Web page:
Rosa Parks Library and Museum (Montgomery)

Rosa Parks Library and Museum (Montgomery)

The Rosa Parks Library and Museum is worth a visit but be forewarned it was very pricey and lacked the rich and wonderful content of others places we’d been like the National Civil Rights Museum in Memphis or the Little Rock High School Visitor Center.  We weren’t allowed to take any photos so sadly I have nothing to remember and nothing to share with you here.  Probably the most interesting exhibit is a model of an actual bus that Ms. Parks rode on. We got on  board the bus and there were mock passengers and a bus driver.  The idea is that you are Rosa and when the exhibit starts the voice of the bus driver tell you to get to the back of the bus.  The passengers start talking and we heard the conversation and commotion as we imagined what it must have been like aboard the bus on that fateful day. We learned more details about the civil rights movement and about the brave Ms. Parks who stood up and allowed herself to be arrested to peacefully protest against segregation.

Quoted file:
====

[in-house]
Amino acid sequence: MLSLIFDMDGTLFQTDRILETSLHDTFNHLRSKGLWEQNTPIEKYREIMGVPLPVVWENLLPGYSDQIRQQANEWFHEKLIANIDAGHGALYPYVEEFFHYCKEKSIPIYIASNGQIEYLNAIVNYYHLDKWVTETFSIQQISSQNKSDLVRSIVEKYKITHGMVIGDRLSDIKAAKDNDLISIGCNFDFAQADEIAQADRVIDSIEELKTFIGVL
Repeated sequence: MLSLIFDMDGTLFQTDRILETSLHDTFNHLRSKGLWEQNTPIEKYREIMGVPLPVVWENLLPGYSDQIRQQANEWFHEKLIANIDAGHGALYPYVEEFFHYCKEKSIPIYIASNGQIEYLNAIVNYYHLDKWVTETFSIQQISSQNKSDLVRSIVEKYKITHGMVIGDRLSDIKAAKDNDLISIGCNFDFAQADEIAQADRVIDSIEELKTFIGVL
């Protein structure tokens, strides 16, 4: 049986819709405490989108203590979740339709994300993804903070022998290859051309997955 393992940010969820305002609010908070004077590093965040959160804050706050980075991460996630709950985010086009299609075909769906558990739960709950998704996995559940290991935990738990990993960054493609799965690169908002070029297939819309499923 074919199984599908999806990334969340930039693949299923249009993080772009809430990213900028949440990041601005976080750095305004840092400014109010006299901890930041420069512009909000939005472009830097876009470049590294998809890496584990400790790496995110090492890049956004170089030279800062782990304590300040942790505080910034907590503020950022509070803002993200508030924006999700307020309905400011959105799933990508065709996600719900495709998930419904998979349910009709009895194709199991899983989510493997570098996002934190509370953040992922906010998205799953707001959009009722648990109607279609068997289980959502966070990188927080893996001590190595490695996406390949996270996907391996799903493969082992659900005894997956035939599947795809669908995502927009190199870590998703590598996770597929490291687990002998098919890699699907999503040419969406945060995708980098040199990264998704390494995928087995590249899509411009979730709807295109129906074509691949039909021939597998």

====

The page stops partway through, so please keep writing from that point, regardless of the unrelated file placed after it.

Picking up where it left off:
What I loved about this experience is that it sparked a conversation.  It was really interesting to hear my kids take and their impressions of what Rosa did and her courage to stand up for the rights of all African Americans. We talked about what it must have felt like to feel like a second class citizen, to be discriminated against, to be separated but supposedly “equal”.  We talked about how white people in Alabama thought about black people, and the history that preceded the civil rights movement. The best part of trips like these and visits to these types of museums is that it makes us realize that these people are and were real.  These are not stories to teach us lessons, these are real historical events that happened to real people just like us.  Rosa Parks could have been you or I, and we must think of her in those terms.  That is the ultimate goal when I travel with my kids.  I want them to internalize how real these historical events were and empathize with the people who took part in them and changed the course of our country. Mark Twain said it best “Travel is fatal to prejudice, bigotry and narrow-mindedness.” I hope for all our lessons on the road, my kids and I are better people-more compassionate, understanding, and aware.

Rosa Parks Library and Museum (Montgomery)

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